Vail Symposium event digs into Colorado’s 11,000-year-old potato, other obscure foods

Actor and author David Moscow speaks at a recent Vail Symposium event. Moscow's work explores how meal ingredients reach the plate.
Vail Symposium/Courtesy image

Actor and author David Moscow visited Vail Sept. 6-7 to discuss “From Scratch,” his book and television program of the same name, which was recently renewed for a third and fourth season.

The show’s premise is to depict Moscow attempting to procure all of the ingredients in a meal which he would enjoy in a nice restaurant, exposing the unknown complexities that lie within the modern food-supply chain.

The show could also be called, as one of Moscow’s field producers succinctly put it in his book: “If you want this food, try getting it yourself.”

Moscow’s book goes into further details than the show, and in Vail, Moscow went into even further details than his book.

Moscow was a childhood actor, best known for his performances in “Big” and “Newsies,” but said he is currently living a nomadic lifestyle, with his wife and two children traveling the globe with him in search of obscure ingredients.

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“When we got picked up for season 3 and 4, my wife, who was a VP of a digital company, she quit and we put all our stuff in storage,” he said. ” So we have no home.”

In his travels, Moscow details for viewers the fascinating histories behind the ingredients that go into everyday meals, journeying to exotic locations like Malta, Kenya and Peru. But his journeys in the Mountain West were the subject of much of his talk in Vail.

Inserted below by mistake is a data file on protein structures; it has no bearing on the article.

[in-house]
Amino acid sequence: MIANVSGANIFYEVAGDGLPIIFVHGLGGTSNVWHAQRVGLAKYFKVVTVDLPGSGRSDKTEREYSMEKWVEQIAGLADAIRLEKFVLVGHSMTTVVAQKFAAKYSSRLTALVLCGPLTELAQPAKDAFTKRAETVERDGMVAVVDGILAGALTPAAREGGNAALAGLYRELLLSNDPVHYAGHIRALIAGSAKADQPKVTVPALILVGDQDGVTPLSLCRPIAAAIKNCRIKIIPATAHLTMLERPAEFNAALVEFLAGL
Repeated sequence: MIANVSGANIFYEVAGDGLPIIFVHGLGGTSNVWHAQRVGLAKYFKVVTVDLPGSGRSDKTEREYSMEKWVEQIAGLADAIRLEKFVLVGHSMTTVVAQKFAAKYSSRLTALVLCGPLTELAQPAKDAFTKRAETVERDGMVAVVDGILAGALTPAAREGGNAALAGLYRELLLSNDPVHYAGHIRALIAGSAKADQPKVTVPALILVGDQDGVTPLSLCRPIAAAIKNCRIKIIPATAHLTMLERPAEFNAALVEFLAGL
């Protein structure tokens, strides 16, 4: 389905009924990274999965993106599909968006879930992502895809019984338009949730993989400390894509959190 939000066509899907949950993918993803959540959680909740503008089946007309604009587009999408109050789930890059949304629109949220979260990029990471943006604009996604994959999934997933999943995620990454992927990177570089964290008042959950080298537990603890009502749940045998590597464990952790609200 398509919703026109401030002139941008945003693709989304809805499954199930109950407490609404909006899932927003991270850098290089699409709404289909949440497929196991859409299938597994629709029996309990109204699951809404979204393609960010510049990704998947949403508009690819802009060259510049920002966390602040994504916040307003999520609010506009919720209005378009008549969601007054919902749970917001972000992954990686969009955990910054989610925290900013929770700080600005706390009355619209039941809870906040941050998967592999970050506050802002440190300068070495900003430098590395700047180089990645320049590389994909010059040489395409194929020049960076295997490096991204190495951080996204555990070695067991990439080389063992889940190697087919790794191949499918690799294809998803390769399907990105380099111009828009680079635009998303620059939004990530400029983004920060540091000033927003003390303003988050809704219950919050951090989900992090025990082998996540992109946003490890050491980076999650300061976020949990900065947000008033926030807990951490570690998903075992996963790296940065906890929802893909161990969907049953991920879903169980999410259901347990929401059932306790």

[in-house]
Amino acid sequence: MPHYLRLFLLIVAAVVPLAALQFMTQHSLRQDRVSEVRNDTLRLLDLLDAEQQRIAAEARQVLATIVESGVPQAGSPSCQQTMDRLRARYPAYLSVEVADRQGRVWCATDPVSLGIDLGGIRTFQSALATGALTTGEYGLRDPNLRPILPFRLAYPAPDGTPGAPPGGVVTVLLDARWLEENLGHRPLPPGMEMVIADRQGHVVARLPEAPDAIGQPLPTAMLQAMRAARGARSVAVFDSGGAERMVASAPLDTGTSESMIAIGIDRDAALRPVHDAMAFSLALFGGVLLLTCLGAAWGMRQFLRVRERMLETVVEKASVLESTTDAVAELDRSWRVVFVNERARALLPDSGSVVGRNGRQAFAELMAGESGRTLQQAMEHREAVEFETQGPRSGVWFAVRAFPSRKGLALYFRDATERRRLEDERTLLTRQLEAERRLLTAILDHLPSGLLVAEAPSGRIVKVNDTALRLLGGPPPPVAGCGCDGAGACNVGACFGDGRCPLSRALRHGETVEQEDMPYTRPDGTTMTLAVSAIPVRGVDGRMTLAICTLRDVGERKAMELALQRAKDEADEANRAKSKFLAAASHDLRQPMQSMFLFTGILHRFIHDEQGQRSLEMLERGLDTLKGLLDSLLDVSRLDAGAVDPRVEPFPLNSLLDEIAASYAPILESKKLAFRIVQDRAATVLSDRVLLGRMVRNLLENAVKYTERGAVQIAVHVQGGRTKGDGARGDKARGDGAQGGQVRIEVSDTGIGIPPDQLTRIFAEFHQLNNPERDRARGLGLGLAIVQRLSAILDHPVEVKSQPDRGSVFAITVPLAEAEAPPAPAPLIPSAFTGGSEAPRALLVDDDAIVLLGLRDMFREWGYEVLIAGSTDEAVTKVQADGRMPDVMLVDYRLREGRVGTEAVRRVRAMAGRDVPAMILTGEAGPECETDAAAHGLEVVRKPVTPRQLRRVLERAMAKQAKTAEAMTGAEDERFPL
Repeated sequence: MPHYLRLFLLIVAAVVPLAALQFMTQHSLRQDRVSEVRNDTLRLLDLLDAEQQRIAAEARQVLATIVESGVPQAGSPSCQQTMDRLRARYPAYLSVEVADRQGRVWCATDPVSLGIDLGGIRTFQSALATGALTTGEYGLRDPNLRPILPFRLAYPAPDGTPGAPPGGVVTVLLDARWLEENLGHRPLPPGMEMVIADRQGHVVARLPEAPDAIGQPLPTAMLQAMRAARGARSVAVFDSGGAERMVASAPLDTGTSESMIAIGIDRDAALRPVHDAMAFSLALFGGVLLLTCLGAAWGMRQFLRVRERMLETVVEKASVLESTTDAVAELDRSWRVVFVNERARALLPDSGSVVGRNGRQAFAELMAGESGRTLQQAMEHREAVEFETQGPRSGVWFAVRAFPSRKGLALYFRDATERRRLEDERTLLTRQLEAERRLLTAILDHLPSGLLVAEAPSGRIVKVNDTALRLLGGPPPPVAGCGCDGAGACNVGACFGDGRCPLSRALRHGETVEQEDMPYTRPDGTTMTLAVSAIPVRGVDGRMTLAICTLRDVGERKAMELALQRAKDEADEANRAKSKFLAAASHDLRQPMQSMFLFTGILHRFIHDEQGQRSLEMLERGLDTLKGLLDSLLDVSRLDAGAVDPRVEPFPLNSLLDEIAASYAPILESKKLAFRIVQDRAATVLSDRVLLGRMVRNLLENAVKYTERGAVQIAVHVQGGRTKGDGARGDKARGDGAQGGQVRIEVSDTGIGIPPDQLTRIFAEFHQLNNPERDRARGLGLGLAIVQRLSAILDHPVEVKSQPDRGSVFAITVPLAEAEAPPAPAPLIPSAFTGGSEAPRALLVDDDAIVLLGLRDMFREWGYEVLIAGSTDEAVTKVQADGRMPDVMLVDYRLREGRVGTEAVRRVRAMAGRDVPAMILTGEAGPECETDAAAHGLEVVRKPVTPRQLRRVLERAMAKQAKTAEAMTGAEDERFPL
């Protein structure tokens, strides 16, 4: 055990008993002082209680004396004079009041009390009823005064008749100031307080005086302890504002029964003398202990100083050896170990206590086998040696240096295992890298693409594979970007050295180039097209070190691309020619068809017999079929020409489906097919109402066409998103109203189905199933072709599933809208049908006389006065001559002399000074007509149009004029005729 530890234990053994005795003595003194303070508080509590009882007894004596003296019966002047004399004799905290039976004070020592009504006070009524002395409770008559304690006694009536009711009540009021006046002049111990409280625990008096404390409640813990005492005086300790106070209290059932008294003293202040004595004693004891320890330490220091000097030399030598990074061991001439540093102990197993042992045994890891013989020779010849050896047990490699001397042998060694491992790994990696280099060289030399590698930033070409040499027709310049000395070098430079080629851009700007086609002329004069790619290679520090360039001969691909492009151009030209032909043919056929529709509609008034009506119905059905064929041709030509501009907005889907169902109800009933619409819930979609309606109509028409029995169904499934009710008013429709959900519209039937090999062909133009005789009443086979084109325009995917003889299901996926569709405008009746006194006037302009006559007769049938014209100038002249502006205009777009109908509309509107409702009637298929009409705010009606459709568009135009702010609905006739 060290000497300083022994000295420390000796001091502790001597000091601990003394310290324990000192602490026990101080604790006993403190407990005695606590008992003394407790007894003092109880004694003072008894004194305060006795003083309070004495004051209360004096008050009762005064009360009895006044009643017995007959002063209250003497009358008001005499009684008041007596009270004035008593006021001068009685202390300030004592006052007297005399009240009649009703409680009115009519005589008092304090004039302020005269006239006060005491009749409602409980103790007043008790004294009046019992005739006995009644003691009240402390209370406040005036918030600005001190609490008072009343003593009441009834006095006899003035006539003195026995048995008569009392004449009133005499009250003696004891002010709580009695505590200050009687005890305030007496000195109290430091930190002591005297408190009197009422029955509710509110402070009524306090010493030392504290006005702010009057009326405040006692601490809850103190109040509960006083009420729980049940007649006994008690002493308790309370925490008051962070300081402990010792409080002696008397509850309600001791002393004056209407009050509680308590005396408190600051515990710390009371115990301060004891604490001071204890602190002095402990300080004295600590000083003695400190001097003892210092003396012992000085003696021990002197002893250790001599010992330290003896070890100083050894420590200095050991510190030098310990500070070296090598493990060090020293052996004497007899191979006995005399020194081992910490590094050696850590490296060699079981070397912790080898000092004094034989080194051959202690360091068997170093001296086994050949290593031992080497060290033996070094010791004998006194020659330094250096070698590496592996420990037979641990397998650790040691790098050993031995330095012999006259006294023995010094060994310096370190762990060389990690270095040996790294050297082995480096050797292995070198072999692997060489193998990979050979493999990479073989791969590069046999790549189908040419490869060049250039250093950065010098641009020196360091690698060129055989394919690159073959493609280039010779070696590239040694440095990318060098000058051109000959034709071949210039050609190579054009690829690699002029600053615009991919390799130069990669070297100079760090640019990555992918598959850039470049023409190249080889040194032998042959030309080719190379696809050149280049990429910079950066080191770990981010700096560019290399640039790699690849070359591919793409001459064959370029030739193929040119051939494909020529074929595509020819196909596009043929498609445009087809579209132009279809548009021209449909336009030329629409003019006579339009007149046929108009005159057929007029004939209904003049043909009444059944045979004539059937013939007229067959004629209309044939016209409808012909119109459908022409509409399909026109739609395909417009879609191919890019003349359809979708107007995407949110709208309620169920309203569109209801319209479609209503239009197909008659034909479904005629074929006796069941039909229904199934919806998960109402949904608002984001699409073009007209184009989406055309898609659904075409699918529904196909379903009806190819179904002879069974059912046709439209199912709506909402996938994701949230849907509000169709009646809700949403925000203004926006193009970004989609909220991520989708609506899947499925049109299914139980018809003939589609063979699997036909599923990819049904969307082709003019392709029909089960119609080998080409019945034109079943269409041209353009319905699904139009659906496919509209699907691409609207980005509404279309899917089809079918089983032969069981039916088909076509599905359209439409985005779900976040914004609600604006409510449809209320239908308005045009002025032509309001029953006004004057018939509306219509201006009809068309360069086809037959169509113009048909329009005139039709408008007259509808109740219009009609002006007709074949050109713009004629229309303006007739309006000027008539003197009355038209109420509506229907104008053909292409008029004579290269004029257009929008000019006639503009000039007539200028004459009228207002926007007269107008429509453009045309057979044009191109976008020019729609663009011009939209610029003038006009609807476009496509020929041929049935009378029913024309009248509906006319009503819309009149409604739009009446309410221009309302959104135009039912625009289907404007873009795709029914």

In Utah, Moscow encountered the 11,000-year-old Four Corners potato while shooting an episode for season 2 of “From Scratch,” a discovery he called “transformational.” The Four Corners potato is native to Arizona and New Mexico but is believed to have been transported to the Four Corners region of Colorado and Utah, making it the oldest domesticated plant in the Western U.S.

Recently, the Utah Dine Bikeyah’s Traditional Foods Program has worked to bring the Four Corners potato back to Dine life, Moscow said, and the potato has become available to restaurants and consumers in small quantities. Moscow attempted to use the potatoes in a trout piscatore with James Beard award-winning chef Galen Zamorra, who introduced Moscow to the Four Corners potato and suggested it as a pairing with trout.

“We have an incredible ingredient right here that is from time immemorial, and if you haven’t tried it, try it,” Moscow told the crowd in Vail.

Moscow also traveled to Wyoming, where he met Native American Chef Antonia Armenta-Miller of Bonafide Food Truck, named by Food Network as Wyoming’s top food truck. Moscow attempts to replicate a grilled elk with horseradish cream and buffalo berry/wild plum sauce meal made by Armenta-Miller. He sets out to hunt elk with a bow, but ends up instead hunting deer with a crossbow, commenting on the intersection of urbanization and wild lands while hunting on private property 30 feet from the kitchen window of a nearby home in Sheridan, Wyoming.

“My heart pounded in my ears as I raised my crossbow only to see a next-door neighbor on his lawn mower drive through my sights just behind the deer,” Moscow wrote in his book.

Since publishing the book in October, Moscow has been on a non-stop tour shooting season 3 of his show and giving talks to various organizations. In Vail, he detailed a bit of what viewers will see in season 3, which includes bison hunting in New Mexico on lands that belong to the Pueblo of Pojoaque.

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Moscow said the director of the Pueblo of Pojoaque’s bison program, Phil Viarrial, had bestowed upon him the honor of taking a shot at a female bison which had been selected to be culled, something Moscow described as a spiritual experience.

“She turned sideways, I took the shot,” he said. “She dipped her head and the bullet hit her horn and flew.”

The third season of “From Scratch” will premiere Oct. 18 on Amazon Prime and Direct TV.

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